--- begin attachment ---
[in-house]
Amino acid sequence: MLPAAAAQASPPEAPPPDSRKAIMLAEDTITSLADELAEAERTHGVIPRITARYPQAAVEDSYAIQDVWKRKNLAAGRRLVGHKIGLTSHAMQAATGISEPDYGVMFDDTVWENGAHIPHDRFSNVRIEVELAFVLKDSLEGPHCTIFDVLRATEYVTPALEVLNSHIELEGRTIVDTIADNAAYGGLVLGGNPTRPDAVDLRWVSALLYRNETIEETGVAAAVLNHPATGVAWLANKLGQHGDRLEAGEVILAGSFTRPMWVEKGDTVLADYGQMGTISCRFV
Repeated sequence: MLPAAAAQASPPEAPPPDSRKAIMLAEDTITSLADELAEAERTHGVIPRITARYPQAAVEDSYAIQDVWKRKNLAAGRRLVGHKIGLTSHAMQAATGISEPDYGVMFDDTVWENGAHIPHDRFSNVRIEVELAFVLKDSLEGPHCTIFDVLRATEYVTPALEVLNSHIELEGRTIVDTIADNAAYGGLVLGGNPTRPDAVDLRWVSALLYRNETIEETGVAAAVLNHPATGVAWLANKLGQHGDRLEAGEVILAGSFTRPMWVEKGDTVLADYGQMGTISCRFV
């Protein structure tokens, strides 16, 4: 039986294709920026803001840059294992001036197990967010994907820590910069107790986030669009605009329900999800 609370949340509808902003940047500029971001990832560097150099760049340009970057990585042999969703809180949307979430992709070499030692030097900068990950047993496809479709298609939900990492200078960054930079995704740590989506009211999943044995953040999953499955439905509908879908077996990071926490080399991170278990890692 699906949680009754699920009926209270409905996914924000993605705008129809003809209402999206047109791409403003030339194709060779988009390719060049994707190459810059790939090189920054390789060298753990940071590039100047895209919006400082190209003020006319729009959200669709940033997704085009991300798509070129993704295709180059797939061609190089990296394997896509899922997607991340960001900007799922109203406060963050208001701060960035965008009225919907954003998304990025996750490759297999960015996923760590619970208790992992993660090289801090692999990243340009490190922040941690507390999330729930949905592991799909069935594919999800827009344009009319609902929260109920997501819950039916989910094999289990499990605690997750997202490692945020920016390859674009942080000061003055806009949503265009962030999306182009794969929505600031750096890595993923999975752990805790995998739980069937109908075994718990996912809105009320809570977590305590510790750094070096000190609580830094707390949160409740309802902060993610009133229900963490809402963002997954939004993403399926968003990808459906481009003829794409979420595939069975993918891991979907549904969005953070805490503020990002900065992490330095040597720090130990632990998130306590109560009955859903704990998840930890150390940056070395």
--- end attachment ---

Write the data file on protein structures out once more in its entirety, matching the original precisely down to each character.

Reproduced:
[in-house]
Amino acid sequence: MLPAAAAQASPPEAPPPDSRKAIMLAEDTITSLADELAEAERTHGVIPRITARYPQAAVEDSYAIQDVWKRKNLAAGRRLVGHKIGLTSHAMQAATGISEPDYGVMFDDTVWENGAHIPHDRFSNVRIEVELAFVLKDSLEGPHCTIFDVLRATEYVTPALEVLNSHIELEGRTIVDTIADNAAYGGLVLGGNPTRPDAVDLRWVSALLYRNETIEETGVAAAVLNHPATGVAWLANKLGQHGDRLEAGEVILAGSFTRPMWVEKGDTVLADYGQMGTISCRFV
Repeated sequence: MLPAAAAQASPPEAPPPDSRKAIMLAEDTITSLADELAEAERTHGVIPRITARYPQAAVEDSYAIQDVWKRKNLAAGRRLVGHKIGLTSHAMQAATGISEPDYGVMFDDTVWENGAHIPHDRFSNVRIEVELAFVLKDSLEGPHCTIFDVLRATEYVTPALEVLNSHIELEGRTIVDTIADNAAYGGLVLGGNPTRPDAVDLRWVSALLYRNETIEETGVAAAVLNHPATGVAWLANKLGQHGDRLEAGEVILAGSFTRPMWVEKGDTVLADYGQMGTISCRFV
């Protein structure tokens, strides 16, 4: 039986294709920026803001840059294992001036197990967010994907820590910069107790986030669009605009329900999800 609370949340509808902003940047500029971001990832560097150099760049340009970057990585042999969703809180949307979430992709070499030692030097900068990950047993496809479709298609939900990492200078960054930079995704740590989506009211999943044995953040999953499955439905509908879908077996990071926490080399991170278990890692 699906949680009754699920009926209270409905996914924000993605705008129809003809209402999206047109791409403003030339194709060779988009390719060049994707190459810059790939090189920054390789060298753990940071590039100047895209919006400082190209003020006319729009959200669709940033997704085009991300798509070129993704295709180059797939061609190089990296394997896509899922997607991340960001900007799922109203406060963050208001701060960035965008009225919907954003998304990025996750490759297999960015996923760590619970208790992992993660090289801090692999990243340009490190922040941690507390999330729930949905592991799909069935594919999800827009344009009319609902929260109920997501819950039916989910094999289990499990605690997750997202490692945020920016390859674009942080000061003055806009949503265009962030999306182009794969929505600031750096890595993923999975752990805790995998739980069937109908075994718990996912809105009320809570977590305590510790750094070096000190609580830094707390949160409740309802902060993610009133229900963490809402963002997954939004993403399926968003990808459906481009003829794409979420595939069975993918891991979907549904969005953070805490503020990002900065992490330095040597720090130990632990998130306590109560009955859903704990998840930890150390940056070395």